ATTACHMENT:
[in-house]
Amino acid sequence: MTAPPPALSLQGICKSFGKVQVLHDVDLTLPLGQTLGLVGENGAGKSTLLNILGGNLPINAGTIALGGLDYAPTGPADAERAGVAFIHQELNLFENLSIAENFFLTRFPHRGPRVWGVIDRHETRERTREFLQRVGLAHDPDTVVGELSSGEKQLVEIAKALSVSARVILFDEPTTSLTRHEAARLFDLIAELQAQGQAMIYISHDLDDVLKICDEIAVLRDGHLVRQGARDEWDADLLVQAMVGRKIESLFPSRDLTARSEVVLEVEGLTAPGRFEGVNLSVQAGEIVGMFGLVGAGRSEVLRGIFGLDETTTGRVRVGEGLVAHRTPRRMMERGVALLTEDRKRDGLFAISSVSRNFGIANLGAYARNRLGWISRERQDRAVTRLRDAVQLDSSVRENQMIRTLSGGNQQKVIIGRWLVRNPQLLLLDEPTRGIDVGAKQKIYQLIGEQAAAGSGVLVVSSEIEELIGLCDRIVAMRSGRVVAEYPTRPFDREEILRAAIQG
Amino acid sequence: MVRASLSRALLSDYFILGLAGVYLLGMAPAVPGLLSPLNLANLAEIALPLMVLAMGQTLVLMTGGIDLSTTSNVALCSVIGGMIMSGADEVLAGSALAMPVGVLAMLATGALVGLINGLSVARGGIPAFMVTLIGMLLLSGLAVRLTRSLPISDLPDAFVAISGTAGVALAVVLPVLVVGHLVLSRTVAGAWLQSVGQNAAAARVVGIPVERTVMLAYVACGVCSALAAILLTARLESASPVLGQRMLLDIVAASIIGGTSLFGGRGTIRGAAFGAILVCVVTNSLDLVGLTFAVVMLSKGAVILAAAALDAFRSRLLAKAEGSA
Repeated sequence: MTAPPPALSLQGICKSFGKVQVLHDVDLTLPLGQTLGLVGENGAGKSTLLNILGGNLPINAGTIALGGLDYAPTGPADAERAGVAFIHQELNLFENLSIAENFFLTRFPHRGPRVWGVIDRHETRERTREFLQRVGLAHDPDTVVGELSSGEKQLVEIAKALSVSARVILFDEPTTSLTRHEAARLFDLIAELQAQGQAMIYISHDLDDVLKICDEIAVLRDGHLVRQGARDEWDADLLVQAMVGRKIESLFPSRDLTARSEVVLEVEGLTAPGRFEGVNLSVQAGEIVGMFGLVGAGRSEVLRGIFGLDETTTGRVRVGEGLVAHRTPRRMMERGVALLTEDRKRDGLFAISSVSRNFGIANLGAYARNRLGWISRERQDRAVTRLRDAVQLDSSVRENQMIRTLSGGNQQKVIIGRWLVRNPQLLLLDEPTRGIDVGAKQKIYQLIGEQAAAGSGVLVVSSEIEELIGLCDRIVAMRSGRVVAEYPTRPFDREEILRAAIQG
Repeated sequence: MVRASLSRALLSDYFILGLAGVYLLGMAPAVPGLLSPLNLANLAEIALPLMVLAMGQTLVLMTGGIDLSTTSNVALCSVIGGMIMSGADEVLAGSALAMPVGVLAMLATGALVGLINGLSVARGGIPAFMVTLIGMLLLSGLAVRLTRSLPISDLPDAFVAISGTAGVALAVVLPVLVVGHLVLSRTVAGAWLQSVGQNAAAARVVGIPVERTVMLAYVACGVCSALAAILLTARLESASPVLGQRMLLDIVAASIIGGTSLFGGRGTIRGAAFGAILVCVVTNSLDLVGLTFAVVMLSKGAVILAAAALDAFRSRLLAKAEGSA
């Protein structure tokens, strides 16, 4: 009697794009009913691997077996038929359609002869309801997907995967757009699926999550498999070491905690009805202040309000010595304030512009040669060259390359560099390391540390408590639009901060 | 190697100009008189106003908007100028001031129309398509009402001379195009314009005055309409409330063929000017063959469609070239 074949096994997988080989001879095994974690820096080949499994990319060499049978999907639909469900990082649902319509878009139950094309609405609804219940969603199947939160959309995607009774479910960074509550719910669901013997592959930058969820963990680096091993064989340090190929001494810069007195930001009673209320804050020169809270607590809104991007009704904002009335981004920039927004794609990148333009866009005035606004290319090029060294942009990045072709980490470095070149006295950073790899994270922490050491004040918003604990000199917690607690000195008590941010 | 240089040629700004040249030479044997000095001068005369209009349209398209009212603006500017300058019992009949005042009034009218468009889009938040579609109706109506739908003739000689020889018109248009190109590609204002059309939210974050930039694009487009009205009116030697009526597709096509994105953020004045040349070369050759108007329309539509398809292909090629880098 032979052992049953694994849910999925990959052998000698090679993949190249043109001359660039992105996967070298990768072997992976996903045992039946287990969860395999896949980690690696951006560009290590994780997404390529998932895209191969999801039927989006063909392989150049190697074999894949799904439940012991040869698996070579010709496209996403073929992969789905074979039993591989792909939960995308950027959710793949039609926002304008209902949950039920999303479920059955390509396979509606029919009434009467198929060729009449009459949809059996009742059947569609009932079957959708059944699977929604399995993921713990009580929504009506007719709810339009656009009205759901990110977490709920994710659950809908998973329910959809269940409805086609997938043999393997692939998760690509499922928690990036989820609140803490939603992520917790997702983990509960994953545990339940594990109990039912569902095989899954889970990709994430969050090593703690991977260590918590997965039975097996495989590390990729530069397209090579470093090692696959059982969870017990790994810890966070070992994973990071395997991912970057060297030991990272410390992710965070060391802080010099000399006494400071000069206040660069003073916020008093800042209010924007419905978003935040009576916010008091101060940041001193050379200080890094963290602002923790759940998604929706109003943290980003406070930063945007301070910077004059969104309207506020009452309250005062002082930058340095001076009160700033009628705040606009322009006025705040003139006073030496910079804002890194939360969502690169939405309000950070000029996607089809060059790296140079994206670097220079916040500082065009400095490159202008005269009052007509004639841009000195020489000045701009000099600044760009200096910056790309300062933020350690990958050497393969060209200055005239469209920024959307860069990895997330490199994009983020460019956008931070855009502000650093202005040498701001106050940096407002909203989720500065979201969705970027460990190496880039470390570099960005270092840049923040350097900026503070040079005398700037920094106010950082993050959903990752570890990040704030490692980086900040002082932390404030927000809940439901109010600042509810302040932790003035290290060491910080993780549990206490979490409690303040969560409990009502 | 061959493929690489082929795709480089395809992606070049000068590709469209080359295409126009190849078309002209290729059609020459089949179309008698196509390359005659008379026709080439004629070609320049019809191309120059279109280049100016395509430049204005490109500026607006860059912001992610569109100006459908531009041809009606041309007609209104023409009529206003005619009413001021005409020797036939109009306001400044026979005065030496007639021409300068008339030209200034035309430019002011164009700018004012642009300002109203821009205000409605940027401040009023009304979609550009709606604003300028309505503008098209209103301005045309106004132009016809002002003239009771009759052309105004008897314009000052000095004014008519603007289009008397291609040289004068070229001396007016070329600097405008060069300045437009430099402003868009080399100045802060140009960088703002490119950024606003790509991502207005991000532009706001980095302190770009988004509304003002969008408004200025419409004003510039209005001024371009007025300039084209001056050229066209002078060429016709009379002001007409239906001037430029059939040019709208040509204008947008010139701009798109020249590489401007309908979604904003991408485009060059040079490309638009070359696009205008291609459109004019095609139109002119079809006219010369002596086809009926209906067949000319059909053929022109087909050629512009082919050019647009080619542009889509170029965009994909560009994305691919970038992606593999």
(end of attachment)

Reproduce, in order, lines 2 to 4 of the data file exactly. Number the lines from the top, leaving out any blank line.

Amino acid sequence: MTAPPPALSLQGICKSFGKVQVLHDVDLTLPLGQTLGLVGENGAGKSTLLNILGGNLPINAGTIALGGLDYAPTGPADAERAGVAFIHQELNLFENLSIAENFFLTRFPHRGPRVWGVIDRHETRERTREFLQRVGLAHDPDTVVGELSSGEKQLVEIAKALSVSARVILFDEPTTSLTRHEAARLFDLIAELQAQGQAMIYISHDLDDVLKICDEIAVLRDGHLVRQGARDEWDADLLVQAMVGRKIESLFPSRDLTARSEVVLEVEGLTAPGRFEGVNLSVQAGEIVGMFGLVGAGRSEVLRGIFGLDETTTGRVRVGEGLVAHRTPRRMMERGVALLTEDRKRDGLFAISSVSRNFGIANLGAYARNRLGWISRERQDRAVTRLRDAVQLDSSVRENQMIRTLSGGNQQKVIIGRWLVRNPQLLLLDEPTRGIDVGAKQKIYQLIGEQAAAGSGVLVVSSEIEELIGLCDRIVAMRSGRVVAEYPTRPFDREEILRAAIQG
Amino acid sequence: MVRASLSRALLSDYFILGLAGVYLLGMAPAVPGLLSPLNLANLAEIALPLMVLAMGQTLVLMTGGIDLSTTSNVALCSVIGGMIMSGADEVLAGSALAMPVGVLAMLATGALVGLINGLSVARGGIPAFMVTLIGMLLLSGLAVRLTRSLPISDLPDAFVAISGTAGVALAVVLPVLVVGHLVLSRTVAGAWLQSVGQNAAAARVVGIPVERTVMLAYVACGVCSALAAILLTARLESASPVLGQRMLLDIVAASIIGGTSLFGGRGTIRGAAFGAILVCVVTNSLDLVGLTFAVVMLSKGAVILAAAALDAFRSRLLAKAEGSA
Repeated sequence: MTAPPPALSLQGICKSFGKVQVLHDVDLTLPLGQTLGLVGENGAGKSTLLNILGGNLPINAGTIALGGLDYAPTGPADAERAGVAFIHQELNLFENLSIAENFFLTRFPHRGPRVWGVIDRHETRERTREFLQRVGLAHDPDTVVGELSSGEKQLVEIAKALSVSARVILFDEPTTSLTRHEAARLFDLIAELQAQGQAMIYISHDLDDVLKICDEIAVLRDGHLVRQGARDEWDADLLVQAMVGRKIESLFPSRDLTARSEVVLEVEGLTAPGRFEGVNLSVQAGEIVGMFGLVGAGRSEVLRGIFGLDETTTGRVRVGEGLVAHRTPRRMMERGVALLTEDRKRDGLFAISSVSRNFGIANLGAYARNRLGWISRERQDRAVTRLRDAVQLDSSVRENQMIRTLSGGNQQKVIIGRWLVRNPQLLLLDEPTRGIDVGAKQKIYQLIGEQAAAGSGVLVVSSEIEELIGLCDRIVAMRSGRVVAEYPTRPFDREEILRAAIQG